By keeping all records in a single text file, you're encrypting & decrypting masses of data which for 99% of the time, you don't need. For instance, logging in to Facebook via Roboform decrypts only the credentials required for Facebook. Putting the rest of your credentials in memory only increases the risk.
If you go down the route of "store each LockNote/GPG4USB file separately", you're basically creating your own password manager. Trust me, the chances of you doing a better job than (for example) 1Password are slim to nothing. That's not a slight at you personally either... but good password management is about more than applying AES to everything in sight.
RamblingRant, I disagree. The risk profile of your data rises and falls continuously throughout its lifecycle. Being "in plain format" is but one of many points on that line. The data could be most at risk when it was created because an admin watched you do it, when you enter it because you have malware, because the organisation you're creating a login for has abysmal security, or, in this case, because you're using Roboform on Android and a serious vulnerability has been discovered.
I only access this data on computers that I control because that is the scenario I have addressed for me. Your attack scenario therefore supposes that a computer that I control has malicious software running which specifically thwarts address randomisation and slurps plain text data at the precise moment that I am reading or editing my credentials. I can tell you that the chance of that is zero. This is my solution, my implementation and my risk analysis of my situation. There is no general case.
Everyone has to make their own security assessment and be realistic about it. If you're accessing logins via a password manager on third-party computers you've got a whole raft of other concerns above this to worry about. If you're using them in the same way I do then the likes of gpg4usb or locknote have their place as very useful tools.
I am also not convinced that all password managers do store records separately. It's a bold claim and likely overstated anyway - as the Roboform example shows implementation flaws trump architectural flaws.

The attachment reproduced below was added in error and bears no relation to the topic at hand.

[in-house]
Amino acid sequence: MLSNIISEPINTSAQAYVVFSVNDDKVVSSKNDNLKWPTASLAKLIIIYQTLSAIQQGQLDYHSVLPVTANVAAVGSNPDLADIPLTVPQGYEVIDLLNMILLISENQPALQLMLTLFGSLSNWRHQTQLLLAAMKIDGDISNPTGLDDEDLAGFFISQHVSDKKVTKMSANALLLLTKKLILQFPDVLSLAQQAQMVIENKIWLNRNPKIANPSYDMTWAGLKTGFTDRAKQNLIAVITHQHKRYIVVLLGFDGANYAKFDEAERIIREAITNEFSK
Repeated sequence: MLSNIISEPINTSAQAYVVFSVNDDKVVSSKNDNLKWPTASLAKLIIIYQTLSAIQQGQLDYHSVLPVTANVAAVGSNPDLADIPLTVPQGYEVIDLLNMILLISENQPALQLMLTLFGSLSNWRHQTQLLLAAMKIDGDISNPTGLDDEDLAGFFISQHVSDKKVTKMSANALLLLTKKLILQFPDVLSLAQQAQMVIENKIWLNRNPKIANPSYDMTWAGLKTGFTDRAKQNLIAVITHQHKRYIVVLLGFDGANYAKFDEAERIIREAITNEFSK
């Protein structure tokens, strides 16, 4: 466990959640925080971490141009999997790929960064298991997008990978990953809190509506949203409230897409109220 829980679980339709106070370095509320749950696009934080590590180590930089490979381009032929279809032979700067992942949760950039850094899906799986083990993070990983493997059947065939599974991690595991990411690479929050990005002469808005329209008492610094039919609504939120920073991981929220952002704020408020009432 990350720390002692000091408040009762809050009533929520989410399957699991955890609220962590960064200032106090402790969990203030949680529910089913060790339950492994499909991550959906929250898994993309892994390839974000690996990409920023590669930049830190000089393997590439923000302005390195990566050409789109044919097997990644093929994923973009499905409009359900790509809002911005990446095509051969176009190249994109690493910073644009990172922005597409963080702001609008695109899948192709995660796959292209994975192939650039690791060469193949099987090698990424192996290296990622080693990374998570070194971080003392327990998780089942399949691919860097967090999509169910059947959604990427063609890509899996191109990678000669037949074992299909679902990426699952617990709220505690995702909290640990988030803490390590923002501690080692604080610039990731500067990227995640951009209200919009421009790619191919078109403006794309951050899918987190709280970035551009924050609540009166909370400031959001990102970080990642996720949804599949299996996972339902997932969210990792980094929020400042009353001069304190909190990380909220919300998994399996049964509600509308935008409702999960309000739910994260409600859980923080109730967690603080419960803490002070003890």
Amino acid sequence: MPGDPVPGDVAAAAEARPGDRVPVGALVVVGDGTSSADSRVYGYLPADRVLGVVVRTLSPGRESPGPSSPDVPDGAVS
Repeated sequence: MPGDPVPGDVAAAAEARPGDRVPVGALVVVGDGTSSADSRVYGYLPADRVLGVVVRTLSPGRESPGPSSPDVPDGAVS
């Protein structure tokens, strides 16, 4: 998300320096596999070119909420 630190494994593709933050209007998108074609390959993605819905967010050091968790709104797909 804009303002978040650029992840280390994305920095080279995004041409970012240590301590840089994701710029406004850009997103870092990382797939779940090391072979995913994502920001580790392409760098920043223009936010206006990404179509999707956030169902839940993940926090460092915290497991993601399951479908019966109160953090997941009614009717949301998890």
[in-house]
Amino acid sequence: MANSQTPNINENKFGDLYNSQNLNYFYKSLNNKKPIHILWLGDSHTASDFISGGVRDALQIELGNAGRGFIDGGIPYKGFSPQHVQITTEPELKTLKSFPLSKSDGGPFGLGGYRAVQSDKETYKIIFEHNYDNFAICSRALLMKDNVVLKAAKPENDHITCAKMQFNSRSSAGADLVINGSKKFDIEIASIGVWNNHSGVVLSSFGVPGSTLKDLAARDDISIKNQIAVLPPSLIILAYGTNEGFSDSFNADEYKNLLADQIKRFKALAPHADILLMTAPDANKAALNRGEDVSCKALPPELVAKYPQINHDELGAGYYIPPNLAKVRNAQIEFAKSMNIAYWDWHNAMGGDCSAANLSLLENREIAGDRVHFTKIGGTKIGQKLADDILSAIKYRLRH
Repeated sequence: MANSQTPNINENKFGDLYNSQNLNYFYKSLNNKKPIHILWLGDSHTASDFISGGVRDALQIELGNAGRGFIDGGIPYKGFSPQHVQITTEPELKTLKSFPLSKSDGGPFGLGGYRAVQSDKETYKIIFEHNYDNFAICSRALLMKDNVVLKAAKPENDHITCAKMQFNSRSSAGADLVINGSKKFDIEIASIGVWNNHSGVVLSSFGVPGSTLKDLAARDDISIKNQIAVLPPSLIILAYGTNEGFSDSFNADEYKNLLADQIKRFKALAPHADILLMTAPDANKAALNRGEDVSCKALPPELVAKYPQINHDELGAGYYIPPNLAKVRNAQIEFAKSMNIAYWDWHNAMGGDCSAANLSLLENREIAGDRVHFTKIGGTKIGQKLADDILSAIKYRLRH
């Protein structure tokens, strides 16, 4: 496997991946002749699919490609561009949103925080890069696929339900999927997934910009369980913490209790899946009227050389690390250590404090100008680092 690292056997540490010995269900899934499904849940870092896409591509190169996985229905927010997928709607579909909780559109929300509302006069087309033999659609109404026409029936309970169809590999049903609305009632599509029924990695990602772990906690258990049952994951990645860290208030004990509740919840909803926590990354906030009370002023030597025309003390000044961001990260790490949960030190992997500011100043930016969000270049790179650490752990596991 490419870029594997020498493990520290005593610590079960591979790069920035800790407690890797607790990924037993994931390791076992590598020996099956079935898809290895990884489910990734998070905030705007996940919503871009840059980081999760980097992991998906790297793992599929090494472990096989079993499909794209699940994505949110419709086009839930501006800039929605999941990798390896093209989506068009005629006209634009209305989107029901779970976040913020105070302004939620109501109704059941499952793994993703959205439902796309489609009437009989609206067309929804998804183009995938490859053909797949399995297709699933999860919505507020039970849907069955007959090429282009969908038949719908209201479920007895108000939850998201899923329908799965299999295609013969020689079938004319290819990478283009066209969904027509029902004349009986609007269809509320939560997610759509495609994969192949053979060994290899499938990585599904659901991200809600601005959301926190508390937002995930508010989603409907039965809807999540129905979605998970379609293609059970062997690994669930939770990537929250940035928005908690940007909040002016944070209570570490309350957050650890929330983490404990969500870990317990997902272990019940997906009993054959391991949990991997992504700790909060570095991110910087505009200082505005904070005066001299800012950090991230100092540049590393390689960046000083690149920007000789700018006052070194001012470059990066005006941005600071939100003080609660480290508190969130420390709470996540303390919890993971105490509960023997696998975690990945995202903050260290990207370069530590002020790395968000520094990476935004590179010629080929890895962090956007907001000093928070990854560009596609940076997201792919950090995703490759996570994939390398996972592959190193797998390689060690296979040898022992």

Some great points and without wishing to argue, let me put your "that'll never happen" comment under scrutiny.
Have you considered your source of IV, MAC protection, block algorithm, memory dump mitigation?
You don't need a piece of malware written specifically to thwart your defences... it's often the seemingly minor things which catch you out.
For example, what happens if your PC crashes while your data is in memory? All those lovely creds along with a detailed trace are almost certainly written to your drive. Now you have to find where they are and safely destroy them. You can't control every aspect of even your own environment... it's one of the reasons "roll your own" attempts fail.
I'm not saying you're wrong, just that it's a bad idea in general. If it works for you and you're mindful if the risks, you're still safer than most.
Security is always excessive until it's not enough. There has never been a valid "that'll never happen" or "chances are zero" argument... and there never will be.
Yes I agree with you generally it's a good idea to mitigate those risks, and a well designed password manager can help but the key is usually in the implementation of not only the tool itself but the way in which the person uses it. The problem is who defines what is a well designed password manager? None of the users are in a position to test the claims made, and even open source solutions are opaque to 99.9% of pepple (Heartbleed shows even the 0.1% can be oblivious to serious vulnerabilities).
I actually use STRIP - http://getstrip.com/ - as a secondary copy, that has the advantage of being cross-platform and mobile. It's been going years so has had plenty of chance to understand implementation. On their page you can see it was independently tested and found to be the only one which did things right, with the other ones often suffering from crap implementation bugs such as the Roboform one. In one case the data was stored in plaintext on the device and the PIN entry was just fluff. I like the fact it syncs over my network, not the cloud (although that is an option).
In my case using gpg4usb it's done on the machine I control which is also encrypted with most stuff removed, crashdumps disabled and free of malware. It works for me but your points are valid, if I was take this to another machine the combination of keyfile and password makes it a bit more secure than a password but a crash could drop a dump with some passwords onto the machine.
In light of that I think I will revert to STRIP as the primary repository and use LockNote as a static backup in case the STRIP database ever gets damaged. I'll also contact the dev and find out how it keeps data in memory when in use and whether it's a record by record decryption as viewed.